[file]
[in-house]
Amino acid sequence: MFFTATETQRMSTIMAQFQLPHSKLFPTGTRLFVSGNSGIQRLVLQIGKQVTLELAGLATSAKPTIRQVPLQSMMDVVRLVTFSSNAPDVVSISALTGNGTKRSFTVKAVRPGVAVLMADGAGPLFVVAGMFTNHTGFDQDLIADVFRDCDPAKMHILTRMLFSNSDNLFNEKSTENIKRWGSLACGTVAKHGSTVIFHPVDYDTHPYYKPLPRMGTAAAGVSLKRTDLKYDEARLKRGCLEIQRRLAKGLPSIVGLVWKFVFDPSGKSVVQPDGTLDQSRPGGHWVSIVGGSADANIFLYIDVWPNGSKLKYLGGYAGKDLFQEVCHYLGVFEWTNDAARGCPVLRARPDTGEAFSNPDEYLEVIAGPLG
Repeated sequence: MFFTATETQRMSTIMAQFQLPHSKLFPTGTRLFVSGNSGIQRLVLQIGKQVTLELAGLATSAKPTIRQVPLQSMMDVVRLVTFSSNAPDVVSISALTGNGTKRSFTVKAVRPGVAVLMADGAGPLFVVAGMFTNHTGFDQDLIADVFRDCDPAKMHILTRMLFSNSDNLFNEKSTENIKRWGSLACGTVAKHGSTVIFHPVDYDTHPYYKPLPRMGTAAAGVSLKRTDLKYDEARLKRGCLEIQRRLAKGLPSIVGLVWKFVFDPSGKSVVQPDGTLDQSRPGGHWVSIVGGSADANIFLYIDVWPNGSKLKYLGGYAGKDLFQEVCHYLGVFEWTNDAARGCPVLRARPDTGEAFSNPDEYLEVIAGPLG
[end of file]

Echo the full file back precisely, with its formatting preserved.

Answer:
[in-house]
Amino acid sequence: MFFTATETQRMSTIMAQFQLPHSKLFPTGTRLFVSGNSGIQRLVLQIGKQVTLELAGLATSAKPTIRQVPLQSMMDVVRLVTFSSNAPDVVSISALTGNGTKRSFTVKAVRPGVAVLMADGAGPLFVVAGMFTNHTGFDQDLIADVFRDCDPAKMHILTRMLFSNSDNLFNEKSTENIKRWGSLACGTVAKHGSTVIFHPVDYDTHPYYKPLPRMGTAAAGVSLKRTDLKYDEARLKRGCLEIQRRLAKGLPSIVGLVWKFVFDPSGKSVVQPDGTLDQSRPGGHWVSIVGGSADANIFLYIDVWPNGSKLKYLGGYAGKDLFQEVCHYLGVFEWTNDAARGCPVLRARPDTGEAFSNPDEYLEVIAGPLG
Repeated sequence: MFFTATETQRMSTIMAQFQLPHSKLFPTGTRLFVSGNSGIQRLVLQIGKQVTLELAGLATSAKPTIRQVPLQSMMDVVRLVTFSSNAPDVVSISALTGNGTKRSFTVKAVRPGVAVLMADGAGPLFVVAGMFTNHTGFDQDLIADVFRDCDPAKMHILTRMLFSNSDNLFNEKSTENIKRWGSLACGTVAKHGSTVIFHPVDYDTHPYYKPLPRMGTAAAGVSLKRTDLKYDEARLKRGCLEIQRRLAKGLPSIVGLVWKFVFDPSGKSVVQPDGTLDQSRPGGHWVSIVGGSADANIFLYIDVWPNGSKLKYLGGYAGKDLFQEVCHYLGVFEWTNDAARGCPVLRARPDTGEAFSNPDEYLEVIAGPLG